Two computers, an iPhone and several thumb drives were retrieved from the car.

    Under defense questioning, FBI agents admitted there appeared to be no evidence the vehicle had been extensively cleaned or bleached before they began their investigation.

    The jury also heard from the Plano police officer who discovered Loper's car parked at a Plano apartment complex.

    Update: 12:55 p.m. Friday

    When photos showed the jury the full, nude and badly injured body of Loper, Black was seen wiping his eyes with a tissue and looking down and away from the projection screen in the courtroom.

    Dr. Sheila Spotswood, the Collin County medical examiner who performed an autopsy on Loper's body,  told the jury Loper's body came into her office on April 20, 2011, shortly after the body was found.

    Her initial description of the body said it showed "blood, dirt, grass, and a lot of injuries".

    Spotswood showed the jury drawings documenting the injuries to the victim.

    She described, and later showed the jury, using a graphic image of Loper's face post-mortem, the black eye and bruising around Loper's left eye, hemorrhaging around the left eye, as well as lacerations, scraping and abrasions to Loper's jawline.

    Another photo, a right profile sketch, showed six lacerations on Loper's head, some two inches long. Spotswood testified some of those lacerations were deep, going all the way to the bone.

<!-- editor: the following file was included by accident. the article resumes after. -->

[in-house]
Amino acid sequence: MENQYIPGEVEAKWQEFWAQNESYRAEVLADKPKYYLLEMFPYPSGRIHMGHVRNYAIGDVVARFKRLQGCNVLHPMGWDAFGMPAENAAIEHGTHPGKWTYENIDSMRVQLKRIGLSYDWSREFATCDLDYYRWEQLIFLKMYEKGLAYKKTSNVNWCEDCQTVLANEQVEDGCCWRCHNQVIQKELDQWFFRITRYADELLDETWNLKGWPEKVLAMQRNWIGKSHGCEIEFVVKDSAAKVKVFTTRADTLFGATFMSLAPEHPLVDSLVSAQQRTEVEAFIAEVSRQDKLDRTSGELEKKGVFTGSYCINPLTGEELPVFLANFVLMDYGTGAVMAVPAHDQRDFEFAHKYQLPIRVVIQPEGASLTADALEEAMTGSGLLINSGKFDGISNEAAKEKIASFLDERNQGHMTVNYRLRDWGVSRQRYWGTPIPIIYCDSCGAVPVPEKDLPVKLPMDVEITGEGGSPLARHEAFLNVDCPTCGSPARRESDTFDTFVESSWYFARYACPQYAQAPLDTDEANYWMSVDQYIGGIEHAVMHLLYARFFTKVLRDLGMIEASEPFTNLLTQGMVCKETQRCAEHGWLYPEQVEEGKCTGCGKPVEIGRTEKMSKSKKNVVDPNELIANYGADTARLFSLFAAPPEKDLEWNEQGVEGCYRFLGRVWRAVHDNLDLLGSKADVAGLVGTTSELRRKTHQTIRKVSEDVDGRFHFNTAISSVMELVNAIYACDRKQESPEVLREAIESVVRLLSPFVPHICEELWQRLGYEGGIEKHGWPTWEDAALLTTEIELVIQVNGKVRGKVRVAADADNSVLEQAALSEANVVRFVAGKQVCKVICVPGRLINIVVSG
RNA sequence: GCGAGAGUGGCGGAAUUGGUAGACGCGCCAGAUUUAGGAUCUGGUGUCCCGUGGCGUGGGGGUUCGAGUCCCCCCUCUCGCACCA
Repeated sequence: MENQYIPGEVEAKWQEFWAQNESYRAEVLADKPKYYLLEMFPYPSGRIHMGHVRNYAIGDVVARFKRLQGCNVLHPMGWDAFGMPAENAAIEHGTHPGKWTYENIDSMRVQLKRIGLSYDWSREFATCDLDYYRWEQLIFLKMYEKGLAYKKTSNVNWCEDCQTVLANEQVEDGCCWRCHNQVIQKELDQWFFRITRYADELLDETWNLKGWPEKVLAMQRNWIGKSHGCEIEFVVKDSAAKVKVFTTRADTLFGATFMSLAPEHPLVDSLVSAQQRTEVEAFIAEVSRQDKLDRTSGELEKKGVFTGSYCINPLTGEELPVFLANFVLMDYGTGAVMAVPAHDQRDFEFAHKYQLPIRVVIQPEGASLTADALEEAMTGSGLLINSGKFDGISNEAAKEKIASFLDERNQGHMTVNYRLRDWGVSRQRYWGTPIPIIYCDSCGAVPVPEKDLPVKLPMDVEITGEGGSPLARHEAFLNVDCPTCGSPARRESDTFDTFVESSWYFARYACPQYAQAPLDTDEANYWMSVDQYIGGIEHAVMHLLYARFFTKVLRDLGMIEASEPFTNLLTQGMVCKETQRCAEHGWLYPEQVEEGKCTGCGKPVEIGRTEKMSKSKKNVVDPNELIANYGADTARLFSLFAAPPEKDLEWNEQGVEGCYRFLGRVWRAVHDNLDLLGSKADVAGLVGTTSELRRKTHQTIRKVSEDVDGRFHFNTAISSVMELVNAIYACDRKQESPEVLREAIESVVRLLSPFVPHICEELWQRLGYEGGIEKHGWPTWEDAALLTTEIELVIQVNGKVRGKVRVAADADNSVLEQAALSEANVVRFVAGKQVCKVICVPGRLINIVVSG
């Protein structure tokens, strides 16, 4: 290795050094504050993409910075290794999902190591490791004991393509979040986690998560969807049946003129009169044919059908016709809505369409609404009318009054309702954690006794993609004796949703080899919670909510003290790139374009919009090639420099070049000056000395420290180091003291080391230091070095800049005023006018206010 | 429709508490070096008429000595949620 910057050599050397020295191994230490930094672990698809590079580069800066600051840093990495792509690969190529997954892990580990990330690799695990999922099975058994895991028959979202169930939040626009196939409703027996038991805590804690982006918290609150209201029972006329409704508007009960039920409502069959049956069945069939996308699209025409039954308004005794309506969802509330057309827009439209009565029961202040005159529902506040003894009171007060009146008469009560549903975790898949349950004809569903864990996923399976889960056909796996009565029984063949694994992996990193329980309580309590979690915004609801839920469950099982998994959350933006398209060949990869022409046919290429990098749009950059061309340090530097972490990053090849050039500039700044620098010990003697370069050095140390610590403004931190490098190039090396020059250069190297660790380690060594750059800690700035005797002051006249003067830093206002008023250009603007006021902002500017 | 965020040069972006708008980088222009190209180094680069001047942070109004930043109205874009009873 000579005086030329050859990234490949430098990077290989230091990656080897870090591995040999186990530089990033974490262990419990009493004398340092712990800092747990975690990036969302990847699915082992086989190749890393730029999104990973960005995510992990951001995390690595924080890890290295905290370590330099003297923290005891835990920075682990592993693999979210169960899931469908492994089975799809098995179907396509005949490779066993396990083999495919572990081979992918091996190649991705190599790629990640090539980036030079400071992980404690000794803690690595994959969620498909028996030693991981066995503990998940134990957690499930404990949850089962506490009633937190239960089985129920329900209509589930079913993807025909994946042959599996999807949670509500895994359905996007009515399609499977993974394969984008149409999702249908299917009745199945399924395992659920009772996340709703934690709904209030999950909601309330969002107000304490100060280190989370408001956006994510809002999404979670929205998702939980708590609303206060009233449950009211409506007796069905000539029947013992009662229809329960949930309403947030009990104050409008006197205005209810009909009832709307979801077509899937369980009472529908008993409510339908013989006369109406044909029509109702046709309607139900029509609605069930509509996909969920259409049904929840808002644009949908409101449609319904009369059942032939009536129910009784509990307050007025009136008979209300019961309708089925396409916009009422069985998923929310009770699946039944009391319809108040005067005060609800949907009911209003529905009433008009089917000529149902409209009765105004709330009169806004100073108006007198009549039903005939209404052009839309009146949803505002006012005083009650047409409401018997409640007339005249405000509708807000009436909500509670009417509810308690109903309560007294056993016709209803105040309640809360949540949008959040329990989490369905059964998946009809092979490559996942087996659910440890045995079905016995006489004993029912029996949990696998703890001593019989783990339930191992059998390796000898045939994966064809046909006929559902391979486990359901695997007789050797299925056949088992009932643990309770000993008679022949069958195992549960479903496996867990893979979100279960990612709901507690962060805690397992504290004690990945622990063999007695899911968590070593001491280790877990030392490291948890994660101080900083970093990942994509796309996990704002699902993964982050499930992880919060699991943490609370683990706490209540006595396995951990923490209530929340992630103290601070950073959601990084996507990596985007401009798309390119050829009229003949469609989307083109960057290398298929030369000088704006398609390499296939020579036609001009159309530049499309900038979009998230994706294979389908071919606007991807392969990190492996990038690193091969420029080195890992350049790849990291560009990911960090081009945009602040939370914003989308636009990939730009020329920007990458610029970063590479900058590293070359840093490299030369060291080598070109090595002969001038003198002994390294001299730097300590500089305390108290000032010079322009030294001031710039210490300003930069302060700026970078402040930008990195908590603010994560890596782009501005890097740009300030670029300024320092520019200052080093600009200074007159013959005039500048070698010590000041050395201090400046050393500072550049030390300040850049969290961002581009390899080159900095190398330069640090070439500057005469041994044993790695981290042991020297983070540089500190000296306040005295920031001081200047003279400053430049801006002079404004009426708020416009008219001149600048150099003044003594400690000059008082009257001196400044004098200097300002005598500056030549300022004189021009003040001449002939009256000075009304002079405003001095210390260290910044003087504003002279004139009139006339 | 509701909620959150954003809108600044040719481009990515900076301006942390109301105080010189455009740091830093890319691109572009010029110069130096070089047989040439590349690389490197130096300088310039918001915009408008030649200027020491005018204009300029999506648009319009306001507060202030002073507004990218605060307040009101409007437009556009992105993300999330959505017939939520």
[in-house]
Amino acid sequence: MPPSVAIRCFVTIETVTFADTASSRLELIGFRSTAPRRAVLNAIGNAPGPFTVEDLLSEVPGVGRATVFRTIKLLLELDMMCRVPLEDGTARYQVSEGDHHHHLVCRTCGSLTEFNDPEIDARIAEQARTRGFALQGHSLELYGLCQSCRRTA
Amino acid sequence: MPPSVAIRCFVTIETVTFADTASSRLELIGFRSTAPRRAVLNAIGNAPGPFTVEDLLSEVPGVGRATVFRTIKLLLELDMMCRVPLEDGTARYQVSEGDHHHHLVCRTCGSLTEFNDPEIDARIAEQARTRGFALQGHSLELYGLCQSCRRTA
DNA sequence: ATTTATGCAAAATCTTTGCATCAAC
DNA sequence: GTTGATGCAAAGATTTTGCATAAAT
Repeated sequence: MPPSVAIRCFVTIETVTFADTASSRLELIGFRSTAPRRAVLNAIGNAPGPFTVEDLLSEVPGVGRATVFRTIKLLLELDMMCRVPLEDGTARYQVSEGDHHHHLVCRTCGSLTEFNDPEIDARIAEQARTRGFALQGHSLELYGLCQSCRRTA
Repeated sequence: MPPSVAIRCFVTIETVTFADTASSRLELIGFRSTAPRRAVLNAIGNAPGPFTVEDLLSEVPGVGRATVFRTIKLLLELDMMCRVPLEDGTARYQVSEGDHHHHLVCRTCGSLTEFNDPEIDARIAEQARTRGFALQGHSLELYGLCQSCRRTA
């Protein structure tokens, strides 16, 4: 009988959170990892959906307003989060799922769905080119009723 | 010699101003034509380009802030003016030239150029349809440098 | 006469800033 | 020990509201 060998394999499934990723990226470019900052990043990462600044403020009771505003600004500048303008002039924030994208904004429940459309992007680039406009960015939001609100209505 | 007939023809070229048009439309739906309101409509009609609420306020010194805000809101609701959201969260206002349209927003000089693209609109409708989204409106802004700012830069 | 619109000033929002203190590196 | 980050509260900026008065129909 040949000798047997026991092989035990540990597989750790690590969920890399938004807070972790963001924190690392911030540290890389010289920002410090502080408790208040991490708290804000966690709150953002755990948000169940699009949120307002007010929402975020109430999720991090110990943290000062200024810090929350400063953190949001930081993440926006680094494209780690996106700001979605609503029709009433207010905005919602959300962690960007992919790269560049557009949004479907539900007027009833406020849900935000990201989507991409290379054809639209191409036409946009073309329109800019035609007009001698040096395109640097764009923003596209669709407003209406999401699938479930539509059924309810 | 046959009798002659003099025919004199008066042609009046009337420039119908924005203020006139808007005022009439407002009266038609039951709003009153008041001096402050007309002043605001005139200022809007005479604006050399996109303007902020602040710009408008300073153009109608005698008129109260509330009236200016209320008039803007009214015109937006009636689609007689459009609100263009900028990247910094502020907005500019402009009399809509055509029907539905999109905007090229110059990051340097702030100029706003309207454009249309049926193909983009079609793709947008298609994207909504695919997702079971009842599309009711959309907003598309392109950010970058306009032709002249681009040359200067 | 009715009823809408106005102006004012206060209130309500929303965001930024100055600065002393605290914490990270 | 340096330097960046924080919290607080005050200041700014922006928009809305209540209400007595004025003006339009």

The prosecution pointed out the right side of a person's head is the side closest to a car's window, when one is seated in the front passenger's seat.

    Earlier in testimony, evidence showed a blood stain on the passenger's side window of Loper's SUV.

    When Spotswood showed the jury a sketch of the injuries to the back of Loper's head, she testified there were at least seven lacerations, which the largest split down to the bone.

    The medical examiner also found bone fragments, and testified the large laceration is the "result of several large blows."

    The medical examiner said those wounds account for a minimum of seven blows, though she suspects there were many more than that.

    When assistant district attorney John Schomburger asked if it appeared "someone was striking [Loper's] head with a large object," Spotswood answered, "Yes".

    Photos also showed abrasions and scraping on Loper's neck and jawline. The body showed some other bruising below the neckline, as well as some bruising on Loper's knees and legs. On Loper's left land, her index finger was fractured and the fingernail was nearly knocked off her ring finger.

    When Schomburger asked Spotswood if those wounds could have been defensive, the medical examiner said, "Yes".

    While it is unknown with what object Loper was struck, when prompted by the assistant district attorney, the medical examiner agreed that this was "a terrible, savage beating."